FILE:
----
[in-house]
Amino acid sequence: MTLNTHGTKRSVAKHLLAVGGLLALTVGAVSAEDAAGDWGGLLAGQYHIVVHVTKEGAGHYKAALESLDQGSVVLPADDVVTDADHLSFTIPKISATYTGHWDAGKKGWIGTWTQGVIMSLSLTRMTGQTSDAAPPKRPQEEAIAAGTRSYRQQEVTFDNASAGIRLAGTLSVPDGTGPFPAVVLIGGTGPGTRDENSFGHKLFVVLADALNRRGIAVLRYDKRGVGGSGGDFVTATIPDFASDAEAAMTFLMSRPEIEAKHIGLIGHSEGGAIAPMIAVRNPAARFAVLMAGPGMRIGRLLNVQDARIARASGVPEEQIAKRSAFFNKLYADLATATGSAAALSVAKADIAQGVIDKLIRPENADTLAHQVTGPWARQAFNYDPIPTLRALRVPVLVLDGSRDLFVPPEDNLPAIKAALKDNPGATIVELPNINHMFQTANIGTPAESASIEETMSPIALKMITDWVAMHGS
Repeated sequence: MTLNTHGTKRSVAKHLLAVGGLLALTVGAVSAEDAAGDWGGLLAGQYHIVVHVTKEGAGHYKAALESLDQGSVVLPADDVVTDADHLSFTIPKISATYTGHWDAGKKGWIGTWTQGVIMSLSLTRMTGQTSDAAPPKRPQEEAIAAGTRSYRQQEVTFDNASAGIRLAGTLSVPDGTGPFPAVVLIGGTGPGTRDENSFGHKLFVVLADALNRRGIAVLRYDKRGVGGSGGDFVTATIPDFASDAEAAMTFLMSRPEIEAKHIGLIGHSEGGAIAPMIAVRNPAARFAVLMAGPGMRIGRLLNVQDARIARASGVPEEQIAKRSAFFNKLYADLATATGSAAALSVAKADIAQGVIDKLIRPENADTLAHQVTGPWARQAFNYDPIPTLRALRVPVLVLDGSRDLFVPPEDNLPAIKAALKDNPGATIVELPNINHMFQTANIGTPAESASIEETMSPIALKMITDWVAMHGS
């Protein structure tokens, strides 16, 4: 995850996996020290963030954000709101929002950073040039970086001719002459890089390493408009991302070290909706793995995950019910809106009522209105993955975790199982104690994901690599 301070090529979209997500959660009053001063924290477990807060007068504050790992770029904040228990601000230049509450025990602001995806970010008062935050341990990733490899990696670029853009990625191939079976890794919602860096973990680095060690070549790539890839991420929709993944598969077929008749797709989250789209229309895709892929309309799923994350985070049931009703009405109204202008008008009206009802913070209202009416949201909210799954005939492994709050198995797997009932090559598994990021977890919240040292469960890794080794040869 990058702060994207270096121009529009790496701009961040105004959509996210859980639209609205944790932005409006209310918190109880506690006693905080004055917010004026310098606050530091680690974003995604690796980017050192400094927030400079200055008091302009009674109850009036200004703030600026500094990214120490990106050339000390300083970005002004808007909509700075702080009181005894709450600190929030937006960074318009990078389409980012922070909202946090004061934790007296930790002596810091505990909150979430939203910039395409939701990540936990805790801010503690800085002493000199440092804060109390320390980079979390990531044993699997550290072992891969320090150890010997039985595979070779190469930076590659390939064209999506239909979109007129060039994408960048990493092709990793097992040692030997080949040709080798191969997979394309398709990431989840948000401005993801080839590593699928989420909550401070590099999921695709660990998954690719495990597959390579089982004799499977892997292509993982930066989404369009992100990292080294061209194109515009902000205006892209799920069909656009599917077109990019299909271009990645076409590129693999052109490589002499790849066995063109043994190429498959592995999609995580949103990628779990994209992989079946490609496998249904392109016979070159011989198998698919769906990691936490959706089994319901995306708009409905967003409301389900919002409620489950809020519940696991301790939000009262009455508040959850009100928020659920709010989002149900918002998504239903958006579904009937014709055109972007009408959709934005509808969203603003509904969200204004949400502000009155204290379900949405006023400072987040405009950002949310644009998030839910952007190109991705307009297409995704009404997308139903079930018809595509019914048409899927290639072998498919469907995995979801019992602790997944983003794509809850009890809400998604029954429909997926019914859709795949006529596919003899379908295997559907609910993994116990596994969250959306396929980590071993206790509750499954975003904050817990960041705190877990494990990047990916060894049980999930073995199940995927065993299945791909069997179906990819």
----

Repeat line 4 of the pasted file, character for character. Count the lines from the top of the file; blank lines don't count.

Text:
């Protein structure tokens, strides 16, 4: 995850996996020290963030954000709101929002950073040039970086001719002459890089390493408009991302070290909706793995995950019910809106009522209105993955975790199982104690994901690599 301070090529979209997500959660009053001063924290477990807060007068504050790992770029904040228990601000230049509450025990602001995806970010008062935050341990990733490899990696670029853009990625191939079976890794919602860096973990680095060690070549790539890839991420929709993944598969077929008749797709989250789209229309895709892929309309799923994350985070049931009703009405109204202008008008009206009802913070209202009416949201909210799954005939492994709050198995797997009932090559598994990021977890919240040292469960890794080794040869 990058702060994207270096121009529009790496701009961040105004959509996210859980639209609205944790932005409006209310918190109880506690006693905080004055917010004026310098606050530091680690974003995604690796980017050192400094927030400079200055008091302009009674109850009036200004703030600026500094990214120490990106050339000390300083970005002004808007909509700075702080009181005894709450600190929030937006960074318009990078389409980012922070909202946090004061934790007296930790002596810091505990909150979430939203910039395409939701990540936990805790801010503690800085002493000199440092804060109390320390980079979390990531044993699997550290072992891969320090150890010997039985595979070779190469930076590659390939064209999506239909979109007129060039994408960048990493092709990793097992040692030997080949040709080798191969997979394309398709990431989840948000401005993801080839590593699928989420909550401070590099999921695709660990998954690719495990597959390579089982004799499977892997292509993982930066989404369009992100990292080294061209194109515009902000205006892209799920069909656009599917077109990019299909271009990645076409590129693999052109490589002499790849066995063109043994190429498959592995999609995580949103990628779990994209992989079946490609496998249904392109016979070159011989198998698919769906990691936490959706089994319901995306708009409905967003409301389900919002409620489950809020519940696991301790939000009262009455508040959850009100928020659920709010989002149900918002998504239903958006579904009937014709055109972007009408959709934005509808969203603003509904969200204004949400502000009155204290379900949405006023400072987040405009950002949310644009998030839910952007190109991705307009297409995704009404997308139903079930018809595509019914048409899927290639072998498919469907995995979801019992602790997944983003794509809850009890809400998604029954429909997926019914859709795949006529596919003899379908295997559907609910993994116990596994969250959306396929980590071993206790509750499954975003904050817990960041705190877990494990990047990916060894049980999930073995199940995927065993299945791909069997179906990819």